Another editorial, published on Friday by the Gatestone Institute, points to the recent, practical consequences of this ideological commitment. The exportation of radical Islam has given Tehran a foothold in Lebanon, Syria, Iraq, Bahrain, and Yemen. The Gatestone editorial adds that it “has encircled all the oil fields in the region” and is working to expand its influence across the world, as far away as South America.
The article goes on to say that these sorts of goals are essentially supported by what amounts to appeasement from the current US government. Repeating criticisms levied by a great many opponents of the Iranian regime, Gatestone argues that the Obama administration’s approach to Iran is allowing it to make greater progress toward nuclear weapons while also expanding its hold on the region.
“It is also becoming increasingly clear,” writes the article’s author, Bassam Tawil, “that the Obama Administration’s policy consists of running after Iran, in order to concede everything it wants, just to be able wave a piece of paper not worth the ink on it, claiming there is ‘a deal.’”
Tawil also refers to “the lone voice of Israeli Prime Minister Benjamin Netanyahu,” who has raised particularly strong alarms about the threat posed by Iran, and is set to speak before a joint session of the US Congress on March 3 in an attempt to sway US policy back toward the more hardline approach already favored by the vast majority of American legislators.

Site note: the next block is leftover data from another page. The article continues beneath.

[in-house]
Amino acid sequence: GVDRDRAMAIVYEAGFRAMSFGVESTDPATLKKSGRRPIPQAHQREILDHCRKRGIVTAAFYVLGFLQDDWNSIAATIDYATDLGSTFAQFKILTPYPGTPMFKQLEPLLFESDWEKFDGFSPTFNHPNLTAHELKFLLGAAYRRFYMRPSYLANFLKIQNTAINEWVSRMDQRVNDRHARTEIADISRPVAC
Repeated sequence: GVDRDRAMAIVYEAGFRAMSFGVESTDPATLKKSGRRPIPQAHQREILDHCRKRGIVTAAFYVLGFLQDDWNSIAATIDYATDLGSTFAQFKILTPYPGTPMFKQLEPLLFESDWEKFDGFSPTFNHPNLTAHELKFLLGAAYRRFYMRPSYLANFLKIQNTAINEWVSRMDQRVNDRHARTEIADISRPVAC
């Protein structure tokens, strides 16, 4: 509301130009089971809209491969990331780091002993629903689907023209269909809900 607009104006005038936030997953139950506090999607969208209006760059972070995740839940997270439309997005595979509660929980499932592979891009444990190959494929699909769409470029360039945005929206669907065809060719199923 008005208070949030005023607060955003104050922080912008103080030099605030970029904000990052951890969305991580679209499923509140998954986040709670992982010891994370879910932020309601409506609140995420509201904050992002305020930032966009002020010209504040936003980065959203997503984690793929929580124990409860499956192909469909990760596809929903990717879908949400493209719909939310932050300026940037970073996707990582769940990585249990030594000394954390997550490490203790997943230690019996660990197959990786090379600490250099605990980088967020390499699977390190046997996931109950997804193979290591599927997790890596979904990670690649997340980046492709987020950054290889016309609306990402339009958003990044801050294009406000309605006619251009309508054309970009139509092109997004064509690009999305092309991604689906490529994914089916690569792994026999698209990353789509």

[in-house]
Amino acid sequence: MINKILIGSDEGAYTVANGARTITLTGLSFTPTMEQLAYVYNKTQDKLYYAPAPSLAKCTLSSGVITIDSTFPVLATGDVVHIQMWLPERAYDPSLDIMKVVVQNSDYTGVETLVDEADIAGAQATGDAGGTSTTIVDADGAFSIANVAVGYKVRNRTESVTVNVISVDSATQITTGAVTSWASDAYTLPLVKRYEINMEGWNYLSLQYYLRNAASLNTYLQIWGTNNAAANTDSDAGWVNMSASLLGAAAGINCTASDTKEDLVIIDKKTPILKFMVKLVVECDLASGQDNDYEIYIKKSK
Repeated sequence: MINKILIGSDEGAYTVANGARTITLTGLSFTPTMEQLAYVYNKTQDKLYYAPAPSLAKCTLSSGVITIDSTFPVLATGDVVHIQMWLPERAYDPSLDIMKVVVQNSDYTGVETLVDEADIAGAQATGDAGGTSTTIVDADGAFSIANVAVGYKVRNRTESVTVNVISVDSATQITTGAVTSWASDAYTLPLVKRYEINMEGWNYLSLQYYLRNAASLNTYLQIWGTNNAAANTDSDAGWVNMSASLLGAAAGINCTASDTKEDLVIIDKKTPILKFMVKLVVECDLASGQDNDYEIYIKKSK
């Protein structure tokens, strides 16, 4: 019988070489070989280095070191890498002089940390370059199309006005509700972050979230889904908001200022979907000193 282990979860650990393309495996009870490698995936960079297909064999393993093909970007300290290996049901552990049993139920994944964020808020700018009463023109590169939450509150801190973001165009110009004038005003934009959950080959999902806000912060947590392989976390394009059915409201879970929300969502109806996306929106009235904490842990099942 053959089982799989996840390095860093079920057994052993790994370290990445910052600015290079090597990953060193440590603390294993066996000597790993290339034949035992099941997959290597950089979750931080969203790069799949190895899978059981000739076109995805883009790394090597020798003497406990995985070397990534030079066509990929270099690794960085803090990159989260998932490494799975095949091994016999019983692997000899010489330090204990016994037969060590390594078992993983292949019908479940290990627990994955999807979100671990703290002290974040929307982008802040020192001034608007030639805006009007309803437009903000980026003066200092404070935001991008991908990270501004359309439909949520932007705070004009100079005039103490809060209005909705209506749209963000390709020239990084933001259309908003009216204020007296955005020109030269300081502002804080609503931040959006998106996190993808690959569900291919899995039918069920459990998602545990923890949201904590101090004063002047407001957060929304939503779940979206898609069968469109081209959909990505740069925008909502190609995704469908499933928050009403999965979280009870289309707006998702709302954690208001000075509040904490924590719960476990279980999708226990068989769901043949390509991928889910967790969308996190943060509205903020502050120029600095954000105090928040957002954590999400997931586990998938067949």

Israeli officials generally regard any expansion of Iranian power as an existential threat, owing to the regime’s repeated calls for the destruction of the Jewish state. On Thursday, according to the Jerusalem Post, Netanyahu described Iran as fighting Israel on six fronts, through its proxies and expeditionary forces in Lebanon, Syria, Gaza, and Sinai, and through its support for terrorism around the globe and its pursuit of nuclear weapons.
The JTA news service reported on Friday that in light of this existential threat posed by Iran, Holocaust survivor and Nobel Peace laureate Elie Wiesel had issued a statement urging US President Barack Obama to reconsider his decision to not meet with Netanyahu when he addresses Congress.
“I plead with you to put aside the politics that have obscured the critical decisions to be made,” he said in an ad to be published in the New York Times, implying agreement with the sentiments of other critics who believe the US president has underestimated Iran and placed too much focus on political pragmatism and too little on the ideological motives driving the Iranian regime’s actions.